Ten years ago, The Man From Earth was released to the world. Not in theatres; the low-budget, indie film went straight to DVD. But with an excellent cast and cred for the writer, the movie went on to critical acclaim. It scored nominations, awards, and topped the list of Best Films in its genre. It was also, unfortunately, heavily pirated. Now, with an impending sequel, the original gets a remastered Special Edition release.
The story is a great thought experiment. Professor John Oldman (David Lee Smith, CSI: Miami) is packing up to leave town unexpectedly. A group of his colleagues insist on having a going-away party. When he slips out, they follow him and demand an explanation for his attempted disappearance. John tells them he’s actually a 14,000-year-old caveman who moves along every ten years before people notice that he doesn’t age. Of course, no one believes him. But the more they try to poke holes in his story, while he can’t prove what he’s saying is true, they fail to disprove it, either.
The Man From Earth plays very much like a play. Almost all the action is on one set, taking place in a single day. The ensemble by and large all stay on camera for the duration, making it a dialogue-heavy conversation piece. There isn’t any action, per se, just an intense examination of the claim and the ramifications of such a thing, exploring both the practical and the historical. Given that the characters are college professors, the conversation is high-brow and intelligent, covering a wide variety of angles.
This is about what one might expect from writer Jerome Bixby, who literally finished this story on his death bed. Jerome is best known for “It’s a Good Life,” a short story that was turned into a seminal episode of The Twilight Zone, and for writing multiple episodes of the original 1960s Star Trek series, most notably “Mirror, Mirror.” (Another Star Trek episode he wrote, “Requiem for Methuselah,” has parallels to this tale.)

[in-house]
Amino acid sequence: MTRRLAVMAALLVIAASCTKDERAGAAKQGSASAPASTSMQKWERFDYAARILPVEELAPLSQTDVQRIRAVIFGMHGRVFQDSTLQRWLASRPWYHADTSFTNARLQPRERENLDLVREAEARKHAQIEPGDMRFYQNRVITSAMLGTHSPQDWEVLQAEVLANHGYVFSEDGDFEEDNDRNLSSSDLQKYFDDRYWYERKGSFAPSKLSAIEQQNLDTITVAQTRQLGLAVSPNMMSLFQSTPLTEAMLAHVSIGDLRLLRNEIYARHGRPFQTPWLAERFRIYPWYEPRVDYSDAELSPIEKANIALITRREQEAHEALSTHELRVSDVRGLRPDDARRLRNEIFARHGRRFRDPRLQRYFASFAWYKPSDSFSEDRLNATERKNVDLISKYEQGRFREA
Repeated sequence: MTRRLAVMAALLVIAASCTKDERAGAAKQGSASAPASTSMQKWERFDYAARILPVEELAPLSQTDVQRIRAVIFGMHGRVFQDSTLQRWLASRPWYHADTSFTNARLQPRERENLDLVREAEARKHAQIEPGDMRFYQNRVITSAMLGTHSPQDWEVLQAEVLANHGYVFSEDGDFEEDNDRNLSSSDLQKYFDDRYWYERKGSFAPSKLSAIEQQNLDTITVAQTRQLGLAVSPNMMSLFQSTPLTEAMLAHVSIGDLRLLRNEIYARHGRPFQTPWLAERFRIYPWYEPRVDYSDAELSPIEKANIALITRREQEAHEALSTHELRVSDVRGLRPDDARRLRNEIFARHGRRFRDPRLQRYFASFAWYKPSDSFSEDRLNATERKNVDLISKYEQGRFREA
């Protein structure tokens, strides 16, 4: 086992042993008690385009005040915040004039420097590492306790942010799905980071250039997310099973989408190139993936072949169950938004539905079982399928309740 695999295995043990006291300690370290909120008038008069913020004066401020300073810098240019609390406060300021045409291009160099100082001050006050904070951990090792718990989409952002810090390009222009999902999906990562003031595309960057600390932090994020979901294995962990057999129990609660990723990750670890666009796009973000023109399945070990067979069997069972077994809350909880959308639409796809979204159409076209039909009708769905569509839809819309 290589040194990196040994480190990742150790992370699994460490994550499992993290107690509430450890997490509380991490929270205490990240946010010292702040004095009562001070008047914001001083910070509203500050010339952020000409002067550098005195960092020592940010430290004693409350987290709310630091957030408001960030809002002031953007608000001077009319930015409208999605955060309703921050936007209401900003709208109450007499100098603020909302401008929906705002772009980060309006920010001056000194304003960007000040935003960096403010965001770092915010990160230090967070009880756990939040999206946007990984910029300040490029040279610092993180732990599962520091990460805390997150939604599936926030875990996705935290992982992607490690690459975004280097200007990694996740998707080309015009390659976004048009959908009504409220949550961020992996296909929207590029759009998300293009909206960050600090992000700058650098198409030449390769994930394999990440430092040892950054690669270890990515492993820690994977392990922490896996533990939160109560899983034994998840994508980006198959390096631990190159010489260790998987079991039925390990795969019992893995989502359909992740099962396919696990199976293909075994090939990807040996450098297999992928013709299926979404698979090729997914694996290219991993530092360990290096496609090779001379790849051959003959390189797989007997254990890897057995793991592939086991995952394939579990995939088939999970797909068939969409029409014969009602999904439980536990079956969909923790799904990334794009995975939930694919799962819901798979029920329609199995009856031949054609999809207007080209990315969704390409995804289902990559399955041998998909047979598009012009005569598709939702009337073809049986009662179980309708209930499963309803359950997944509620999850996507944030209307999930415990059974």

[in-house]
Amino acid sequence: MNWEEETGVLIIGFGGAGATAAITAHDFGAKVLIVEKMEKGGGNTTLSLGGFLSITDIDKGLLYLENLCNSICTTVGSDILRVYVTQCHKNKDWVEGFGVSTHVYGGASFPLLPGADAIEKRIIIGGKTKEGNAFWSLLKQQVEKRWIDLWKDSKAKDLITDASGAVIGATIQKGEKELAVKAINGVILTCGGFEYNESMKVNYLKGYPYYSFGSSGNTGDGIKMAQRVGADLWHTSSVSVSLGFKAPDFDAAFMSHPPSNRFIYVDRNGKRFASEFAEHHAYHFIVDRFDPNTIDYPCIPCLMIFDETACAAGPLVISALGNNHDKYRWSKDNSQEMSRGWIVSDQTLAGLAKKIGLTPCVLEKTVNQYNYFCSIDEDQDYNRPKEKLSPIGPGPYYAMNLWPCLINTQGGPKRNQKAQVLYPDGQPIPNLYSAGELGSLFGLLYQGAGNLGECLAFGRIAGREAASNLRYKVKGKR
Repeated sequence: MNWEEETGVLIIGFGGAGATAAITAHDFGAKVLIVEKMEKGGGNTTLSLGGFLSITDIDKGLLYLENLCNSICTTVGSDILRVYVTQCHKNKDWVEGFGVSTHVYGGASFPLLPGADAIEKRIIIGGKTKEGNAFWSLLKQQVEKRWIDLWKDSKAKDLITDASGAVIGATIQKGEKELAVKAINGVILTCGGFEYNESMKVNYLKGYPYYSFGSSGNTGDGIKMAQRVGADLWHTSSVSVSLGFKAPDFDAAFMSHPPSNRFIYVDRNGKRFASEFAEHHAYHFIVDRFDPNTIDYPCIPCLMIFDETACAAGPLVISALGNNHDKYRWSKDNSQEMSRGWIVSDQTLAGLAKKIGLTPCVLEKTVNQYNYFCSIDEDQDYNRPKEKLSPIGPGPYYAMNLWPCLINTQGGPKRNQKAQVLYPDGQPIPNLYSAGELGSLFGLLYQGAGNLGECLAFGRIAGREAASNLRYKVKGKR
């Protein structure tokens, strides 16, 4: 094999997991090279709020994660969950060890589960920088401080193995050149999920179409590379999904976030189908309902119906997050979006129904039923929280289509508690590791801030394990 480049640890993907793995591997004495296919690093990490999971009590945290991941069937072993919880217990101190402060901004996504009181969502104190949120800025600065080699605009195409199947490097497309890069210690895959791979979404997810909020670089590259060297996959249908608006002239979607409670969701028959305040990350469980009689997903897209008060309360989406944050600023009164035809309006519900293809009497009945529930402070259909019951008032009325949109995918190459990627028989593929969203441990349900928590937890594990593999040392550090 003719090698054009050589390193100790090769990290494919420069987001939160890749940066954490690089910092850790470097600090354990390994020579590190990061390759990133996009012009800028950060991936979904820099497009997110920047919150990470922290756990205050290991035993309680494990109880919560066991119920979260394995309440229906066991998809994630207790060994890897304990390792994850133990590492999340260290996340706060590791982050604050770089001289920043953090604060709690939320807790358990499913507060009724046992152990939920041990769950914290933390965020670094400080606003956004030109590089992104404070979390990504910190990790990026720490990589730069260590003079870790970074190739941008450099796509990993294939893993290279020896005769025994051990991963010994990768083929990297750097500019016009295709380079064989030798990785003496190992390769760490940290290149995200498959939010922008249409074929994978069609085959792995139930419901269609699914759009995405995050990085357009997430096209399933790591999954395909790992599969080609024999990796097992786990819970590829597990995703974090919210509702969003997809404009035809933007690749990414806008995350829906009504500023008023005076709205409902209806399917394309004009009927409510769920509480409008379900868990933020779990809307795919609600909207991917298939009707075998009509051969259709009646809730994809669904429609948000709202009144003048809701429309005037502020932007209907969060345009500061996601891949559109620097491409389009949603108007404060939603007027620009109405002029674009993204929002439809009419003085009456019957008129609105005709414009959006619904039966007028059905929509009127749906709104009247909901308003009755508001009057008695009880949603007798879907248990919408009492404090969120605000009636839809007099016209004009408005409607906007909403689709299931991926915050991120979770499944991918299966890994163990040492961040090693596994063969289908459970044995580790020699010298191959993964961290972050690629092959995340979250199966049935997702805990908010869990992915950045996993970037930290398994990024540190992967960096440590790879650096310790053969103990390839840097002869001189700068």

The ensemble cast also has plenty of Star Trek cred in it. Among them are John Billingsley (a lead in Star Trek: Enterprise), Tony Todd (guest star in Star Trek: The Next Generation, Star Trek: Deep Space 9, and Star Trek: Voyager), and Richard Riehle (guest star in Star Trek: The Next Generation, Star Trek: Voyager, and Star Trek: Enterprise). Rounding out the cast are Ellen Crawford (ER), Annika Peterson (Tanner Hall), Alexis Thorpe (Days of Our Lives), and William Katt (Carrie). While not a highly recognizable troupe, these are all working actors who do a good job.
Ten Years Later
The Man From Earth holds up very well as a story. The plot is engrossing, the actors are natural, and there are enough surprises to make it worth it to pay attention. While it doesn’t answer every question that could be posed, it covers a lot of ground, and Bixby did a great job trying to anticipate what viewers would ask. I’m glad it’s getting a re-release to bring more attention to it.
But despite the expense spent on upgrading the film to HD (which it was not filmed in), I’m not sure the job was good enough to justify it. Sure, the original quality is soft and a bit blurry, but the new version is harsh and grainy. Watching the side-by-side comparison in the Blu-ray special features, I personally appreciated the original better. I’m not saying The Man From Earth couldn’t be made to look higher-quality, but I don’t think this release does it.
There are a wealth of bonus features on the Blu-ray. We get trailers for both the original movie and the upcoming sequel. There are two audio commentaries to choose from. There’s a very entertaining, very short film called “Contagion.” A few featurettes are interesting.
I am loathe to complain about a behind-the-scenes feature, as most are too short for my taste, but the one here is actually too long. Perhaps it would be better split into chunks, as it runs roughly the same length as the film. But I’m not sure that would help much, as there are a lot of unnecessary conversation in it. It’s cool to hear most of the cast, Bixby’s son, a producer, and director Richard Schenkman talk about the unique filming process and the piracy issues. However, there’s repetition and tangents that make it drag on. So for once, I have to say this one could use some editing down.
This is a great film, and I’m very glad to get to see it. It feels indie and low-budget, but that might be a plus for this particular story. The extras, despite my minor complaint that the main one could use some editing down, are plenty and mostly enjoyable. I recommend Jerome Bixby’s The Man From Earth, available now.